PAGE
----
Daughter of German Holocaust survivors to present Passover Seder

Published 5:10 am Saturday, March 19, 2022

Christians celebrate the resurrection of Jesus Christ on Easter Sunday and his birth in December. While most are familiar with the Exodus from Egypt and the Israelites’ final meal, Passover is not typically observed with the same fervor. It’s not associated with a federal holiday. Seder,
the Passover feast, isn’t as popular as the Thanksgiving turkey.
Michelle Beadle, a messianic Jew from CJF Ministries in New Orleans, believes learning about this Jewish tradition benefits the person of faith today.
“While he was here on earth, from boyhood until his death,” Jesus observed the Jewish holidays,” Beadle said. “His parents named him Jesus or Yesus, a translation of the word Yeshua, which means salvation. Christ or Cristos is a translation of the Hebrew word Mashiach or Messiah, which means anointed one. To better understand Jesus, I think it’s important to understand his cultural and religious background.”
Beadle will be weaving the story of Exodus together with the death, burial and resurrection of Jesus, the Passover Lamb, using scripture, song and visuals to walk through a Jewish Passover Seder at Iowa United Methodist Church at 301 Kinney Ave. in Iowa at 4 p.m. on Sunday, March 27.
She is a first generation American, the daughter of German Holocaust survivors.
“I grew up in New York City, and began to search for meaning about the same time I started attending Cornell,” she said. “That search led me to Jesus.”
The turning point was when Beadle and her best friend, a Malaysian foreign student, attended a conference together.
“At dinner, a woman joined us. Neither of us knew her, and the first words out of her mouth were, ‘Do you know Jesus?’ I looked at my friend and wondered, what’s going on here? The Holy Spirit immediately quickened my spirit, helping me to understand I could trust my friend. I didn’t know it, but at the age of 14, she can become a believer despite growing up in the Hindu religion and culture. God sent her halfway across the world to lead me to Jesus.”
This free program is appropriate for third-graders to adults. Children will be invited to participate. Some of the most common items from the ritual feast will be available as “appetizers.”  Pre-registration is required, as seating is limited. Text 337-302-1203 with name, phone number and the number of seats requested.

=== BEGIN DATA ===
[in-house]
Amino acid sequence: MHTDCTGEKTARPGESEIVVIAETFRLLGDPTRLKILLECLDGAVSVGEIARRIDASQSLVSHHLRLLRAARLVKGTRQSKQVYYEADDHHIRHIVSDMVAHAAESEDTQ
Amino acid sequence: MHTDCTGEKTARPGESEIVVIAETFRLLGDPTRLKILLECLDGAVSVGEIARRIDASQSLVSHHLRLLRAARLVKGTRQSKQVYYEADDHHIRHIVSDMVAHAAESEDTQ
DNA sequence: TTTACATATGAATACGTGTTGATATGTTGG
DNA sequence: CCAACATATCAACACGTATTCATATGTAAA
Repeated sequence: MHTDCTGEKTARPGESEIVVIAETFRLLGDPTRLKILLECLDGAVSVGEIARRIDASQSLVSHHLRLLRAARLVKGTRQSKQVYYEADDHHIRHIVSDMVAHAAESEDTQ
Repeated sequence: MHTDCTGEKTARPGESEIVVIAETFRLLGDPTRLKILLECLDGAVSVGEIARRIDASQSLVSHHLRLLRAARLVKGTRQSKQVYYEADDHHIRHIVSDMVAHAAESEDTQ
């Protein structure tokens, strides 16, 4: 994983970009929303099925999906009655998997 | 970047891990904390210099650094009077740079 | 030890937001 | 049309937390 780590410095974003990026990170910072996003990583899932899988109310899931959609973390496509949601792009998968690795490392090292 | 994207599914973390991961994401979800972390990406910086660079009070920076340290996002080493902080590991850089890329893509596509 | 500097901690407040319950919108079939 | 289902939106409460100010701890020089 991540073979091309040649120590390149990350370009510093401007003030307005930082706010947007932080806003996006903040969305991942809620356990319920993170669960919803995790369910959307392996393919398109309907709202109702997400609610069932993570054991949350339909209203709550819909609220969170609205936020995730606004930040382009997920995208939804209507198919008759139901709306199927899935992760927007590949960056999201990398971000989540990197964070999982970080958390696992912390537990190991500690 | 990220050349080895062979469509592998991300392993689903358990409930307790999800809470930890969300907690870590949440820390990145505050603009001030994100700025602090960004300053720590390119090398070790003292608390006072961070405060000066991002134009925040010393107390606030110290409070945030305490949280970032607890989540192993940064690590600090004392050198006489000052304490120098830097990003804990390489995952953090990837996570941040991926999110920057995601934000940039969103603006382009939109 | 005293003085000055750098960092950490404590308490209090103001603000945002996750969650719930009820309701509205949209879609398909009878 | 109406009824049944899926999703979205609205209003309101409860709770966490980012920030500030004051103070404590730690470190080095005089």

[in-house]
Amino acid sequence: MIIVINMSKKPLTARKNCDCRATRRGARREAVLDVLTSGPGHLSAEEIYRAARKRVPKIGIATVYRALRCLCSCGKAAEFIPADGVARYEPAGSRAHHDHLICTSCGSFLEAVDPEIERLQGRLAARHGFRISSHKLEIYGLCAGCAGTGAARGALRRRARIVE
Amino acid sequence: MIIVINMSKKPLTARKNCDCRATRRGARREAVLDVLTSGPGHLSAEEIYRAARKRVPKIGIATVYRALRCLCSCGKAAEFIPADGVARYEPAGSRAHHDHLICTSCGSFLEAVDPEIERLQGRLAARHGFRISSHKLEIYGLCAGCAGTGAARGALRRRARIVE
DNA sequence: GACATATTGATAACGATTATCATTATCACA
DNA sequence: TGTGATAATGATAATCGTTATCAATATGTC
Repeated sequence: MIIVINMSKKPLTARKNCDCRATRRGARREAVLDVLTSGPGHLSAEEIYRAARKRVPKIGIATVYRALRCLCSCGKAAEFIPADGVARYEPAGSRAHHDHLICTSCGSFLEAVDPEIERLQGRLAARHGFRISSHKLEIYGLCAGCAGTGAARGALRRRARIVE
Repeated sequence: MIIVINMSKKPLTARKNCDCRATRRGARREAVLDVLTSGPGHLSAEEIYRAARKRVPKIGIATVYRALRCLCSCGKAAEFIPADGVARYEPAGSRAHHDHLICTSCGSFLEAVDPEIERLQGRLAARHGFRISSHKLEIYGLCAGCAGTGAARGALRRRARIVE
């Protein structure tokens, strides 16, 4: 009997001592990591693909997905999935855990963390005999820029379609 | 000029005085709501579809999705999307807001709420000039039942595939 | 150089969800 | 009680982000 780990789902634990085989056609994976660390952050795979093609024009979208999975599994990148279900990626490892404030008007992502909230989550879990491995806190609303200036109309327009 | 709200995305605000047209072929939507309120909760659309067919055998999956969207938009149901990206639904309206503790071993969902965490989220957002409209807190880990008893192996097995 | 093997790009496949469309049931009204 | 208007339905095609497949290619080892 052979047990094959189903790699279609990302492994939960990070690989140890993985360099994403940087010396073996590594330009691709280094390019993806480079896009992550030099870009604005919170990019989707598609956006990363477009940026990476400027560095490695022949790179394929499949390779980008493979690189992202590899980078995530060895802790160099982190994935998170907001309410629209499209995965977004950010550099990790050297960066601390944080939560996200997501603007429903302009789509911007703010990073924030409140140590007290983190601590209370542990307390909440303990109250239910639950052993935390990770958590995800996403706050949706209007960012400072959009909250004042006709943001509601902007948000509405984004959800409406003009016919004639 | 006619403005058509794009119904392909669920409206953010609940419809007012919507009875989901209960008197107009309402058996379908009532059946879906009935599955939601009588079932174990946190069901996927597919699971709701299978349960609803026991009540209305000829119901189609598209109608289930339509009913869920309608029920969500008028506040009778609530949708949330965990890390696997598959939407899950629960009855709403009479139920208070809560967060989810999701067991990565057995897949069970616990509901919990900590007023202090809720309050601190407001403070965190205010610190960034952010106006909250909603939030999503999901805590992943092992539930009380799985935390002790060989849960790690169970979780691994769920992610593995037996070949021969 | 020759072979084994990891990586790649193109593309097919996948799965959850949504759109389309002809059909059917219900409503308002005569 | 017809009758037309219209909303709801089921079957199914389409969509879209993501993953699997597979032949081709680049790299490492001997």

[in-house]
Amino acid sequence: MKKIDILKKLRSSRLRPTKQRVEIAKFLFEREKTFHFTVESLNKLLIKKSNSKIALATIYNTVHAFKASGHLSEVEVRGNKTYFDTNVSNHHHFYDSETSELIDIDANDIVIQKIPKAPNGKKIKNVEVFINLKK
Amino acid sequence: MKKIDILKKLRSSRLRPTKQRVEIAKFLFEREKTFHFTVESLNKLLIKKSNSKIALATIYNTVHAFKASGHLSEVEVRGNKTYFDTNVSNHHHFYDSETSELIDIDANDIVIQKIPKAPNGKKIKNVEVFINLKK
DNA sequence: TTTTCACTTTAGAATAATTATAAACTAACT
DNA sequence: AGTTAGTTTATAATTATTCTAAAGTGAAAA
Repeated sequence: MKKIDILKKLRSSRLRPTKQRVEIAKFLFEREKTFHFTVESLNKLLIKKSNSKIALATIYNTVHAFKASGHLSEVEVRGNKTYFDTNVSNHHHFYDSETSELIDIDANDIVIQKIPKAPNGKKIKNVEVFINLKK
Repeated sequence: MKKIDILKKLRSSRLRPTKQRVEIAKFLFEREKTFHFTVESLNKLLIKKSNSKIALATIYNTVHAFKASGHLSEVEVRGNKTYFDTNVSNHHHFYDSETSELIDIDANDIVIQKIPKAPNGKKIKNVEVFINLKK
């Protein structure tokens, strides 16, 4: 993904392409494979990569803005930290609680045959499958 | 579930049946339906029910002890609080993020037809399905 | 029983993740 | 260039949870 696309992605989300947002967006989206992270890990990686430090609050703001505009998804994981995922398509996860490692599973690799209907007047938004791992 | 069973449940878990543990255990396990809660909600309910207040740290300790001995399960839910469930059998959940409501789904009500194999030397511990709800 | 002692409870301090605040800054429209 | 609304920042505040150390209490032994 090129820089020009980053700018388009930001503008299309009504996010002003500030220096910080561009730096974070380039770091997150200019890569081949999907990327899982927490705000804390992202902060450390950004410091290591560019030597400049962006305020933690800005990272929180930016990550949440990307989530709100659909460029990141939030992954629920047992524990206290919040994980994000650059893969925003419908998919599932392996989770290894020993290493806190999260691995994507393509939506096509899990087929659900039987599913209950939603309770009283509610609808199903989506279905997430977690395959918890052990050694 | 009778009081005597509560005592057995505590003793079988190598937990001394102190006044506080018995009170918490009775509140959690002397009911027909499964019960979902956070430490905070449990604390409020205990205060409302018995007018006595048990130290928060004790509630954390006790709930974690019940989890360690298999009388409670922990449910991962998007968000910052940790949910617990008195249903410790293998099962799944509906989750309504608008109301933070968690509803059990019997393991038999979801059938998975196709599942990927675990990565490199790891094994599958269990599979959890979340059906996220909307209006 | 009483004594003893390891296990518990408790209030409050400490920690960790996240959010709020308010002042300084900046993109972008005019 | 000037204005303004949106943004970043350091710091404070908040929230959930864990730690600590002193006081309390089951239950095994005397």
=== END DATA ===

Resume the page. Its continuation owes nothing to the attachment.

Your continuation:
This is just one opportunity for finding out how the Jewish feast of Passover and the last supper Jesus shared with His disciples are connected.

At Trinity Baptist Church

At Trinity Baptist Church, 1800 Country Club Rd. in Lake Charles, Roei Stanley, a Messianic Jew living in Tel Aviv, Israel, will present “Christ in the passover: A Seder’’ at 6 p.m. Thursday, April 7, in its Student Venue.The cost is $12. Space is limited. Childcare is available.
“The Passover Seder, the most commonly celebrated Jewish ritual, celebrated by Jews all over the world, is a ritual feast that marks the beginning of the Jewish holiday of Passover,” according to Michael Smith, communications director at Trinity Baptist Church.
Trinity Baptist Church Executive Pastor of Ministries said The Last Supper or The Lord’s Supper that was held the night before crucifixion was a Passover feast.
“But Jesus took it a little further,” Ellis said, “when he said to practice this in remembrance of his birth, life, death and resurrection.
Since this is Jewish Passover season, Ellis decided to have the program as a look back to our Jewish roots and heritage.
“All of this is in Exodus Chapter 12 and it’s highly symbolic how God delivered the Israelites after over 40 years of bondage. Each part of the Passover/Seder meal is highly symbolic of that deliverance,” he said.
It’s another way to tell a story, perhaps the greatest ever told. Jewish or not, religious or not–all are welcome.

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